It's a blog!
The first in a series of blog posts dedicated to the 1970's performance troupe, the Cockettes, and their archival collections at the San Francisco Public Library and New York Public Library
"Now your freak flag's flyin'! Let the freak-out begin!"-- Homer Simpson
Everything in real life happens on The Simpsons...
In "D'Oh-in' in the Wind" (The Simpsons S10 E6), our favorite corporate drudge Homer Simpson rediscovers his hippie roots. On a visit to Springfield's premier organic juice company at the Groovy Grove Natural Farm, Homer befriends Seth and Munchie, who despite their long hair and "personal" (read: psychedelic) vegetable patch, have become consummate business men. Declining Homer's invitation to wreak some hippie havoc, Seth and Munchie regretfully concede that while an "old-time freak-out sounds tempting" they've "got a big order to fill." Other than a vehicle for staging a mass peyote-induced freak-out ("The electric yellow has got me by the brain banana!"), "D'Oh-in' in the Wind" sheds light on a newer, but still persistent, dimension of "freak": the mid-sixties American-bohemian "Freak Scene."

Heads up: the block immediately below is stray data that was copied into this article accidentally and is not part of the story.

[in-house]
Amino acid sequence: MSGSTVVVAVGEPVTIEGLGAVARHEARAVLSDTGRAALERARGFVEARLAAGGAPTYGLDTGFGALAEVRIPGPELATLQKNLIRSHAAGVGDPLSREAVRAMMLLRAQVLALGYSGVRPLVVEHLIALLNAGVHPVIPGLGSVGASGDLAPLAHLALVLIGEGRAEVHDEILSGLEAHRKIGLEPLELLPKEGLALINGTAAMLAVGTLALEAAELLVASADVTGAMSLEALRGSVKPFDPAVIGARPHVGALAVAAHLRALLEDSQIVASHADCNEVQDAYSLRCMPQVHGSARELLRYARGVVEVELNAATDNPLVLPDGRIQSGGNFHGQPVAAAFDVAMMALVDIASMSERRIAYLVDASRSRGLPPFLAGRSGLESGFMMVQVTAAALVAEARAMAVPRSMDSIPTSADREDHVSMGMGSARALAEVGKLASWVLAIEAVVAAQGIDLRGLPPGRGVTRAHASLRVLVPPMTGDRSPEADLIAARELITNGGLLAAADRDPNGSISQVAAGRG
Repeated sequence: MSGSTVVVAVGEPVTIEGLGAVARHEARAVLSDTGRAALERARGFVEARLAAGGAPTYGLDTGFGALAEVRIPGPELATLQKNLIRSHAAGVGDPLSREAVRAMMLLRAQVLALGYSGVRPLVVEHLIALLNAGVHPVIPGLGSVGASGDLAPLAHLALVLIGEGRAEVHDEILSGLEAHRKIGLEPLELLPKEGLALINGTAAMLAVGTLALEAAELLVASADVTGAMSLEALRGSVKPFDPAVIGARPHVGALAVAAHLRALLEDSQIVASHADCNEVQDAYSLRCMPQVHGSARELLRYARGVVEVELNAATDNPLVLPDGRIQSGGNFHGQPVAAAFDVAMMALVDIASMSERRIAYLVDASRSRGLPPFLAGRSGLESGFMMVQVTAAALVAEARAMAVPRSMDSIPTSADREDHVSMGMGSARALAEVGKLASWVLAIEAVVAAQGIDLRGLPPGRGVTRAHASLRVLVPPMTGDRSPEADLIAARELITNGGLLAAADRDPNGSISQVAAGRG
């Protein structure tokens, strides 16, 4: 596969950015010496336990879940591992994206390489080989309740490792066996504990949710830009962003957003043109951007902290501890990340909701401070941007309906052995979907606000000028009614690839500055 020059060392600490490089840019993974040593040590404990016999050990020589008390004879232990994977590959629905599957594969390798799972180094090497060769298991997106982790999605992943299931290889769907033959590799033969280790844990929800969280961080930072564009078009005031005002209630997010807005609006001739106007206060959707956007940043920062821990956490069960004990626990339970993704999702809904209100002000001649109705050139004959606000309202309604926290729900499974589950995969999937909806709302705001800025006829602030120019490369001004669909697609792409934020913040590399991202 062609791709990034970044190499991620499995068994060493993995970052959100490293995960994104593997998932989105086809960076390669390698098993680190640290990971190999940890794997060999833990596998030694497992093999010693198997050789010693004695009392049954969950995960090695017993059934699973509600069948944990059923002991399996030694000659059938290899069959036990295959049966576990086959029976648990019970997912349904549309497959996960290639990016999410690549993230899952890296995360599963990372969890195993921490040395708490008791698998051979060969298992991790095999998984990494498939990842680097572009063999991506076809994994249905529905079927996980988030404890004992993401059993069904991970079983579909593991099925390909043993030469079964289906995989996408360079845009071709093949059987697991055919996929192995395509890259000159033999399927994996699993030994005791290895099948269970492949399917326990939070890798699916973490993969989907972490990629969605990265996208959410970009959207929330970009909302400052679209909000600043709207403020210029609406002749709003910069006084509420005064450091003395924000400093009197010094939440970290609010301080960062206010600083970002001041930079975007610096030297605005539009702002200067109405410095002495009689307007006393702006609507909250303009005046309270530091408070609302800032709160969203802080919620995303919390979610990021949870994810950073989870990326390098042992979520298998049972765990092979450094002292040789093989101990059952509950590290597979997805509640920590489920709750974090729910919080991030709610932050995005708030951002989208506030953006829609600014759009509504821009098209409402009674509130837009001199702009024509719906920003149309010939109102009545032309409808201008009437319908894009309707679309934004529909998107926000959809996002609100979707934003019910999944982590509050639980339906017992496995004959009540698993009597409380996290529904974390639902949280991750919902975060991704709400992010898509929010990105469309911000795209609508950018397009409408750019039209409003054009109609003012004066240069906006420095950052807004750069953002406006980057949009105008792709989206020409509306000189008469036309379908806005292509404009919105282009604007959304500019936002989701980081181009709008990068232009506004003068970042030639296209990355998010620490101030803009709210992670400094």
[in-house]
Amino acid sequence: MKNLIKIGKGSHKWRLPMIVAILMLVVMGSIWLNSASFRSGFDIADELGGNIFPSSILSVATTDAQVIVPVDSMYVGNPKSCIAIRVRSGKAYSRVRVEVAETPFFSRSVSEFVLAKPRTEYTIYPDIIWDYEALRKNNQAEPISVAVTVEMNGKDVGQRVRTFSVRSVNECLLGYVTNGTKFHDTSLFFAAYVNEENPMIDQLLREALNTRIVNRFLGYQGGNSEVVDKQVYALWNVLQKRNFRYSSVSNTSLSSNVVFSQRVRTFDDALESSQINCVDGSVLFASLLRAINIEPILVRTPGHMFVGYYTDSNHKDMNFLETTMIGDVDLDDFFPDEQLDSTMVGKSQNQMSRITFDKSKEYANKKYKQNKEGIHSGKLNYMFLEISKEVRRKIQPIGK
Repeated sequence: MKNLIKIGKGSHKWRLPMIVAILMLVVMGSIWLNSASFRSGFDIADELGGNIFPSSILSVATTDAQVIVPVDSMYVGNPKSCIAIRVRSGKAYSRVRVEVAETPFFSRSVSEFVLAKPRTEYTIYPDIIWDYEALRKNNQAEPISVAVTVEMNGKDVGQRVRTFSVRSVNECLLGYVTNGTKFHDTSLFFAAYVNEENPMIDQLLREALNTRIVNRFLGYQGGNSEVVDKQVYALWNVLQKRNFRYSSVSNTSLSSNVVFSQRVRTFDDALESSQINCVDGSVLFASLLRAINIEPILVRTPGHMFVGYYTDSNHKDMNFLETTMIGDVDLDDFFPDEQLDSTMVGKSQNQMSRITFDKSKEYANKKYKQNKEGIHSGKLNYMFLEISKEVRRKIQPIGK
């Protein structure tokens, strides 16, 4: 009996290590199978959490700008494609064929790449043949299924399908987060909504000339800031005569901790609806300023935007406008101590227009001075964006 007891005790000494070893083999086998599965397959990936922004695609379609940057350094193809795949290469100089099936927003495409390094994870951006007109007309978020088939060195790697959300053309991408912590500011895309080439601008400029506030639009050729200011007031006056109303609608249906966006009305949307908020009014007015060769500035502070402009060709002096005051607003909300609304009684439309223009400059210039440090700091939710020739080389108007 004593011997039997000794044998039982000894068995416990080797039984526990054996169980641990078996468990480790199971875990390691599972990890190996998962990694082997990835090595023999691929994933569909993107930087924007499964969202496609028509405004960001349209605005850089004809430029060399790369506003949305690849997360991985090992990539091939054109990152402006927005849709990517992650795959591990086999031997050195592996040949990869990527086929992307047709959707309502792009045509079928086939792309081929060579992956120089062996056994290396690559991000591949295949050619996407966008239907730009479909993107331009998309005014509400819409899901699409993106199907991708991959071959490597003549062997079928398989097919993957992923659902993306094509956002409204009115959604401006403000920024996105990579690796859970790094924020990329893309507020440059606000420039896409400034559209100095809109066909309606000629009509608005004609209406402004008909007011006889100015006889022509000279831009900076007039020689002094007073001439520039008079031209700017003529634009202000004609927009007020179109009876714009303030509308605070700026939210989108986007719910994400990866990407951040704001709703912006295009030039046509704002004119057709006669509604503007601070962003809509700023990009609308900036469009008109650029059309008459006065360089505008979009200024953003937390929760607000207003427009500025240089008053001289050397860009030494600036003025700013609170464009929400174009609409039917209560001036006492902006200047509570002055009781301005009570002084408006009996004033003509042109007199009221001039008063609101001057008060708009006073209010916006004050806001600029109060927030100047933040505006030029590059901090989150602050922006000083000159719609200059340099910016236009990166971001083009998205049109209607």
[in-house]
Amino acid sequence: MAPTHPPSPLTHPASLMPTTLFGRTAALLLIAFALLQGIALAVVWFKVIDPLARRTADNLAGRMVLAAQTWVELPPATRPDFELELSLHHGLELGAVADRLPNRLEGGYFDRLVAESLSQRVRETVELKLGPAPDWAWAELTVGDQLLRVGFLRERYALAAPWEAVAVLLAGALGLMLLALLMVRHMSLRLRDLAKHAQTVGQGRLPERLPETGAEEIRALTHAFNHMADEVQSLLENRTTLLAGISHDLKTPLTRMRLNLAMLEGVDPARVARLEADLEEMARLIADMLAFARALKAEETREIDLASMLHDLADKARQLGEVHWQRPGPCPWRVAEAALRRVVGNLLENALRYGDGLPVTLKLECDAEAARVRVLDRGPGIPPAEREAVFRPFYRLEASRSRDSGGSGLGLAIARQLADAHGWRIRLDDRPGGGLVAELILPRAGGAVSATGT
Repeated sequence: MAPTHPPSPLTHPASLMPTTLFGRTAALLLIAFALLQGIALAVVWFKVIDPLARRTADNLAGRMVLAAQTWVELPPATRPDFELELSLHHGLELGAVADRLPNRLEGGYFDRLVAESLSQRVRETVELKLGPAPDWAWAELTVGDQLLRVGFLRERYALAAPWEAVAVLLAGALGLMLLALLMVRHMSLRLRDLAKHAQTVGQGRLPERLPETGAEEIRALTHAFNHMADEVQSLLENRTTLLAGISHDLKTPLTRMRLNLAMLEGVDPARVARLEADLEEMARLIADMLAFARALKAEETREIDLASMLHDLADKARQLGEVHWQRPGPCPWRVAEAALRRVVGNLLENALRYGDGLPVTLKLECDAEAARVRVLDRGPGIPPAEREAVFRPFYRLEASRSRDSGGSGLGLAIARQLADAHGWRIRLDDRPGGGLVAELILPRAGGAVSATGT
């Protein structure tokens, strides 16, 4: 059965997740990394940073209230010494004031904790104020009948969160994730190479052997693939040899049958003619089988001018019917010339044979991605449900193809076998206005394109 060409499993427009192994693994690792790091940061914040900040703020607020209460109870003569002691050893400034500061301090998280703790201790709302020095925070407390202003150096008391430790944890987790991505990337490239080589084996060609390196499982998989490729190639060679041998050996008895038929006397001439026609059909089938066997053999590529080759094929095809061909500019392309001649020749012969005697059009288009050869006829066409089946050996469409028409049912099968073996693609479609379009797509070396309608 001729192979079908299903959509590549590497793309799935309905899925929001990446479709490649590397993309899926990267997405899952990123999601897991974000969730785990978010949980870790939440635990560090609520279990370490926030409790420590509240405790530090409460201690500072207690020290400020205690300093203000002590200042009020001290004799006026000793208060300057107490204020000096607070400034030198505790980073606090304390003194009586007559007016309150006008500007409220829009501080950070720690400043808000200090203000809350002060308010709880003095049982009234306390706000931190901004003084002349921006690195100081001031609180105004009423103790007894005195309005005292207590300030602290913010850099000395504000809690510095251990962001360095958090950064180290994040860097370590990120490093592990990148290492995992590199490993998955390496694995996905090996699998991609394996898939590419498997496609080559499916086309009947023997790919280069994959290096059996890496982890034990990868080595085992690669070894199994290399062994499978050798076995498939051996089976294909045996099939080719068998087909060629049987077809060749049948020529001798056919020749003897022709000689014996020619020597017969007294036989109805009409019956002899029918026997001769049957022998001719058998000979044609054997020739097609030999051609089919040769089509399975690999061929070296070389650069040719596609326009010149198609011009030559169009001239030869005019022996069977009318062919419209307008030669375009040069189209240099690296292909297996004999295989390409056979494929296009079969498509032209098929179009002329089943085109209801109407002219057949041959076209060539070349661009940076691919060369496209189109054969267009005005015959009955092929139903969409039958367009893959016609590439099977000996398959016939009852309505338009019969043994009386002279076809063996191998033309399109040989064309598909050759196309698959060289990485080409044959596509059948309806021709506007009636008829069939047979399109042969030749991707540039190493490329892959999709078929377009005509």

"Freaks are revolutionaries and revolutionaries are freaks"
Friday, September 17th, 1971 at San Francisco's Palace Theatre, the "freak" subculture went mainstream
Film critic Rex Reed and author-cultural icon Truman Capote took in a little late night theater, a campy musical called "Tinsel Tarts in a Hot Coma." Rex Reed's legendary review plummetted DIY-queer-psychedelic-communal theater troupe, The Cockettes, to subcultural stardom: